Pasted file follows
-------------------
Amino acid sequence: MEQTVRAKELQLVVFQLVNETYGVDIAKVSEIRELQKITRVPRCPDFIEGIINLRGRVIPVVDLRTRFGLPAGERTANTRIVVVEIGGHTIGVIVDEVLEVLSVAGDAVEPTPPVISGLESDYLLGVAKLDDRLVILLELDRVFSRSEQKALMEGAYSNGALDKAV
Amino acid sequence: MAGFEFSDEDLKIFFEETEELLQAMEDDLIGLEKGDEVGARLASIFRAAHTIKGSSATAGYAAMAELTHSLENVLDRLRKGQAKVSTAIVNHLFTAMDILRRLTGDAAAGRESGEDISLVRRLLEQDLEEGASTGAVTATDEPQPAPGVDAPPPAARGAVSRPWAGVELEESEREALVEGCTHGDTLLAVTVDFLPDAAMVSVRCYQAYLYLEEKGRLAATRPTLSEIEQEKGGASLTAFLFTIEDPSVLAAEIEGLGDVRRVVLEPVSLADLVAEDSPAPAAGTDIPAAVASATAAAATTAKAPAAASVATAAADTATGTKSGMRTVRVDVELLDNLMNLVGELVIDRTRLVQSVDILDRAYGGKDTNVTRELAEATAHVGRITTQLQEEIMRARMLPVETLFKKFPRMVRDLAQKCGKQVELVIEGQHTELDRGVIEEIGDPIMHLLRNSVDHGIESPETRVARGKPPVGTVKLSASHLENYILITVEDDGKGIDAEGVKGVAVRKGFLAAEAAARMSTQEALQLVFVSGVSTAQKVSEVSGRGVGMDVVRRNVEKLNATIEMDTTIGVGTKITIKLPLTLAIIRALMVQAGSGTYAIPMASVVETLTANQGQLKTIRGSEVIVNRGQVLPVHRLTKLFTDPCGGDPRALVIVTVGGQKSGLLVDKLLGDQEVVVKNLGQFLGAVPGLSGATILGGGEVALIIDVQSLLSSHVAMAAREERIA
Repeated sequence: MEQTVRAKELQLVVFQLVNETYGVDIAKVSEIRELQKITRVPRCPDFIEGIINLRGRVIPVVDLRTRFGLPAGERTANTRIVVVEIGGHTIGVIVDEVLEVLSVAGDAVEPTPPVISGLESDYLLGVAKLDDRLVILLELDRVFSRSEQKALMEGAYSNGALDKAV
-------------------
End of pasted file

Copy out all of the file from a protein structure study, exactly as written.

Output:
Amino acid sequence: MEQTVRAKELQLVVFQLVNETYGVDIAKVSEIRELQKITRVPRCPDFIEGIINLRGRVIPVVDLRTRFGLPAGERTANTRIVVVEIGGHTIGVIVDEVLEVLSVAGDAVEPTPPVISGLESDYLLGVAKLDDRLVILLELDRVFSRSEQKALMEGAYSNGALDKAV
Amino acid sequence: MAGFEFSDEDLKIFFEETEELLQAMEDDLIGLEKGDEVGARLASIFRAAHTIKGSSATAGYAAMAELTHSLENVLDRLRKGQAKVSTAIVNHLFTAMDILRRLTGDAAAGRESGEDISLVRRLLEQDLEEGASTGAVTATDEPQPAPGVDAPPPAARGAVSRPWAGVELEESEREALVEGCTHGDTLLAVTVDFLPDAAMVSVRCYQAYLYLEEKGRLAATRPTLSEIEQEKGGASLTAFLFTIEDPSVLAAEIEGLGDVRRVVLEPVSLADLVAEDSPAPAAGTDIPAAVASATAAAATTAKAPAAASVATAAADTATGTKSGMRTVRVDVELLDNLMNLVGELVIDRTRLVQSVDILDRAYGGKDTNVTRELAEATAHVGRITTQLQEEIMRARMLPVETLFKKFPRMVRDLAQKCGKQVELVIEGQHTELDRGVIEEIGDPIMHLLRNSVDHGIESPETRVARGKPPVGTVKLSASHLENYILITVEDDGKGIDAEGVKGVAVRKGFLAAEAAARMSTQEALQLVFVSGVSTAQKVSEVSGRGVGMDVVRRNVEKLNATIEMDTTIGVGTKITIKLPLTLAIIRALMVQAGSGTYAIPMASVVETLTANQGQLKTIRGSEVIVNRGQVLPVHRLTKLFTDPCGGDPRALVIVTVGGQKSGLLVDKLLGDQEVVVKNLGQFLGAVPGLSGATILGGGEVALIIDVQSLLSSHVAMAAREERIA
Repeated sequence: MEQTVRAKELQLVVFQLVNETYGVDIAKVSEIRELQKITRVPRCPDFIEGIINLRGRVIPVVDLRTRFGLPAGERTANTRIVVVEIGGHTIGVIVDEVLEVLSVAGDAVEPTPPVISGLESDYLLGVAKLDDRLVILLELDRVFSRSEQKALMEGAYSNGALDKAV